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Unsuspecting Fertility Menaces: Things to Avoid for Fertility Health
December 11, 2012
You may be getting your body baby ready for the New Year, but there are a few unsuspecting culprits that may be compromising your fertility.
In an ongoing, collaborative research effort, Massachusetts General Hospital Fertility Center and Harvard University have released preliminary data on the effects of bisphenol A (BPA) and phthalates on fertility. More commonly recognized as compounds in plastic, called plasticizers, BPA and phthalates are used in the lining of tin cans, toys, plastic storage containers, soaps, perfumes, wrinkle guards, and baby bottles. Researchers on the Environment and Reproductive Health (EARtH) study have also linked Polychlorinated biphenyls (PCBs), mercury, and lead to potential fertility menaces.
John C. Petrozza, M.D., Director of the Massachusetts General Hospital Fertility Center, is one of the investigators on this study. “The EARtH study has focused primarily on a handful of environmental factors that may impact fertility. BPA has been shown to diminish sperm quality, eggs, and embryo development. Phthalates, particularly in relation to the IUI population, diminish response to follicular recruitment and ovarian response to gonadotropins”, he says.
So what can you do to avoid these harmful compounds?
- Go fresh. Avoiding canned foods, like soups and sauces will prevent you from consuming the broken down compounds of BPA and phthalates found in the thin plastic layer that lines the inside of the can.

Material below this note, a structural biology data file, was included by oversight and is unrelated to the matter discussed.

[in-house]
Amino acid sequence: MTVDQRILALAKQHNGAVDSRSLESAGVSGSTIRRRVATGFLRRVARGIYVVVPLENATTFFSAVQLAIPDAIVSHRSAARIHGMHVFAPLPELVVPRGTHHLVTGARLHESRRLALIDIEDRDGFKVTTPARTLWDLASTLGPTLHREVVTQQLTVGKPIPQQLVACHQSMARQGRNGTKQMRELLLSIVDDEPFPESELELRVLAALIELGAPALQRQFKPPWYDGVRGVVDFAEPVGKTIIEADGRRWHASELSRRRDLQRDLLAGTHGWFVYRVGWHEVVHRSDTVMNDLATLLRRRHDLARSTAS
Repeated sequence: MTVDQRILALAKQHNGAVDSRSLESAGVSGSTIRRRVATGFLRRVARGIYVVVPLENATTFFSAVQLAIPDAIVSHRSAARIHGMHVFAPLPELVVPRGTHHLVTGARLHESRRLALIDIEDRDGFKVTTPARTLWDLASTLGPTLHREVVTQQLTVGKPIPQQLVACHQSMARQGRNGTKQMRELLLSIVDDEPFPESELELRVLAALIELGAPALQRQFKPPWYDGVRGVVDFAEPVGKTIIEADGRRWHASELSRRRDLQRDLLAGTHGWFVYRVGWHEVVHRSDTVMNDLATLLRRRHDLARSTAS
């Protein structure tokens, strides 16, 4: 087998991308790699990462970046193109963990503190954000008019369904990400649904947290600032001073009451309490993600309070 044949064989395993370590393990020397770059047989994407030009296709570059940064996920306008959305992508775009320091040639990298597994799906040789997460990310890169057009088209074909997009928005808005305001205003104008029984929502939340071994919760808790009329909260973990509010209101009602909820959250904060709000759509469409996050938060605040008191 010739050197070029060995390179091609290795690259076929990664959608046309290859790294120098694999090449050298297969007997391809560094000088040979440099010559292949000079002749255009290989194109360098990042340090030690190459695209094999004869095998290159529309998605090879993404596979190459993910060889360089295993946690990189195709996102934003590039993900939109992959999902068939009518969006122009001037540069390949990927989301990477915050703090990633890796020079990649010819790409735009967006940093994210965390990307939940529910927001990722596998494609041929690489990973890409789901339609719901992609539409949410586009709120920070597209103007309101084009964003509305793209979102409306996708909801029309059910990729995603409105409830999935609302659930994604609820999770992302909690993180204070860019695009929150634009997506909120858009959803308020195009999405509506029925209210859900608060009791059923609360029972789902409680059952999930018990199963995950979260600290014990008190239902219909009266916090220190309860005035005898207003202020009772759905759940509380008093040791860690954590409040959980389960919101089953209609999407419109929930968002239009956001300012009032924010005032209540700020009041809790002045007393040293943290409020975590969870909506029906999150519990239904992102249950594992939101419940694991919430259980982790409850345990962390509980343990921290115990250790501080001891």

- Go glass. Use glass or steel containers for storing and heating food. If you have to use plastic, keep it away from the microwave and hand wash only. Even the heat from the dishwasher can break down harmful plasticizers. Non-stick coating on cookware also releases compounds detrimental to fertility.
- Go healthy. Taking vitamin supplements and Omega-3s might help offset some of these fertility risks. New data is suggesting that some vitamins, including folic acid and pharmaceutical grade Omega-3s, may repair damage in human cells.
Additionally, Dr. Petrozza recommends avoiding wrinkle guards and using cookware without a ‘non-stick’ coating. “I’m not sure we are close to saying these are why you can’t get pregnant. The data isn’t there”. Existing data on the reproductive risks is not substantial enough to tell us these environmental factors cause infertility. However, data does suggest a relationship between exposure and decline in ovarian reserve and sperm production. More data is slowly surfacing that analyzes the long term reproductive effects of exposure to fertility compromising compounds.